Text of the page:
Local Maps

Having reached your campsite, if planning to stay a while, activities like fishing, four-wheel driving, bushwalking or fossicking require large scale maps of the local area.? For example, maps in 1:50,000 scale (one centimeter represents 500 metres on the ground) usually record detail such as 4WD tracks, huts, river crossings and mine workings, while topographical maps, (eg, those produced by NATMAP or the military) also show contour lines to indicate height above sea level, steepness of slopes, etc.

No doubt you have a few favourite camping spots so it??s worth getting along to a map shop to find out what??s available.? Check under ???Maps??? in the Yellow Pages or search the Internet.?Visits to local forest officers, rangers or tourist authorities are also worthwhile.


As an acknowledgement to drovers and stockmen who still, on occasion, move livestock ???on the hoof??? along roadsides in rural and outback areas, the strip of grassed land bordering most highways and backroads across Australia is often referred to as ???the long paddock???. In times of drought in particular, travellers might come across large herds of sheep or cattle being moved parallel to the highway, under the control of two or three drovers on horseback or motorbike, assisted in most cases by the ubiquitous working dogs. (Obviously, drivers should slow down and exercise caution as livestock close to?the roadside are easily ???spooked???, sometimes rushing headlong into traffic.)

The most interesting feature of the ???long paddock??? is that, quite frequently, campers and travellers will find extensive, cleared areas set back from the highway, suitable for overnight camps. Indeed, these are often located beside a river, or surrounding a government bore to allow stock to be rested and watered overnight.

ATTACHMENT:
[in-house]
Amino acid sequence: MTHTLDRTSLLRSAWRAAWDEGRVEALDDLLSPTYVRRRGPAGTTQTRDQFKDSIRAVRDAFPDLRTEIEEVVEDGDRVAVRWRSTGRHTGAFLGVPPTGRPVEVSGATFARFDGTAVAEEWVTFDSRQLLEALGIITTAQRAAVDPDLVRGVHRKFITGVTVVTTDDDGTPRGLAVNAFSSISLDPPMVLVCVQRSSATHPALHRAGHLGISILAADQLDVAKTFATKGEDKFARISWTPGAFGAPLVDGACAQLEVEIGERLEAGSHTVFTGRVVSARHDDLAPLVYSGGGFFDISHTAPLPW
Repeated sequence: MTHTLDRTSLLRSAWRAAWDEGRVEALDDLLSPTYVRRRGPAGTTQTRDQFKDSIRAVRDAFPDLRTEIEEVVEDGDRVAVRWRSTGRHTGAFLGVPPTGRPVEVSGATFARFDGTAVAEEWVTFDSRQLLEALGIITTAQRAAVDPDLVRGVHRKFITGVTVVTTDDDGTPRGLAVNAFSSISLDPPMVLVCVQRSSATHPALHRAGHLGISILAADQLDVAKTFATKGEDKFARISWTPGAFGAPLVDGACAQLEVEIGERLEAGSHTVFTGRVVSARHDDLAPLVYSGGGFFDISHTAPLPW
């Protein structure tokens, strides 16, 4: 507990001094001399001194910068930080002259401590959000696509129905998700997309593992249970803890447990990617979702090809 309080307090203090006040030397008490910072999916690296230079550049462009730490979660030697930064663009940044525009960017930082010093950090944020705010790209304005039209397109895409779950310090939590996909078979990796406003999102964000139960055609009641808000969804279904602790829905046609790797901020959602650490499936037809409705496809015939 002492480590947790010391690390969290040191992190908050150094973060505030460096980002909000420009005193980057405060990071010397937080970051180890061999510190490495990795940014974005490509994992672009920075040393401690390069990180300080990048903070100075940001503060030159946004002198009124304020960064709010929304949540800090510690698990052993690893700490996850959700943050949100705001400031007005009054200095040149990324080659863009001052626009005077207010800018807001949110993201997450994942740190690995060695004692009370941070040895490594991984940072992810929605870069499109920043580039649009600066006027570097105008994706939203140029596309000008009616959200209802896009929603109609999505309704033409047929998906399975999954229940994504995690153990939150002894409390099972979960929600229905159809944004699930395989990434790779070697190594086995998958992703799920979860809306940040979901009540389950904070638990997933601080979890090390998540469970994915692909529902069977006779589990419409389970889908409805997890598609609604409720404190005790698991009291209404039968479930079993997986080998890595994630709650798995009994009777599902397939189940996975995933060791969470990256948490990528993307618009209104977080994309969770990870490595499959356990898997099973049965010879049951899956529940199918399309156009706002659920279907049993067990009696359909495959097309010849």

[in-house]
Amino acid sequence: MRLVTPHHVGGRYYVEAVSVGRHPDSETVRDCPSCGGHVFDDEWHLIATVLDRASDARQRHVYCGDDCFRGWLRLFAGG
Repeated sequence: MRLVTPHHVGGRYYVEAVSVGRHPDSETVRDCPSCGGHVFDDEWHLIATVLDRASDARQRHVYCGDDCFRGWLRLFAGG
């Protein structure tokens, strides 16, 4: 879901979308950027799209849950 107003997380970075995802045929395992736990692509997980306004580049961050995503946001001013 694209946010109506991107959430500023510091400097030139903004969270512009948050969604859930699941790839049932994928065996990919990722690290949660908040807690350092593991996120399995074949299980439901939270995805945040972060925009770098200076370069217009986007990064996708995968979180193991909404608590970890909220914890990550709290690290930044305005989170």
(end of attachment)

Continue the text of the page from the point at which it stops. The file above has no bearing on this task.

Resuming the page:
In many cases these ???stock camps??? are available to travellers providing these basic rules are followed:

  1. Although the majority of ???long paddock??? campsites are on government owned land, some are private property. The only clues may be fence lines, signs and stock grids.
  2. If the camp is in use (or a herd is not far off) it is unavailable to the public.
  3. Always set up camp some distance from watering points as stock may arrive during the night.
  4. As usual, your rubbish must be taken away with you when you leave.
  5. No soaps or detergents should be used directly in rivers or watering troughs. Take? the water some distance away before using it for showering, laundry, whatever.
  6. Take extreme care with campfires.


The best thing about a mobile camping holiday is the different country you get to see, and the many new campsites discovered along the way.? Worst part is trying to find bits and pieces of gear as you need them while travelling.

Stopping for lunch or a smoko break becomes a major chore if daily routines and pack-up sequences are not established.? There??s nothing worse than having to unload half your gear every time you want a cup of coffee on the road.? It??s easier to go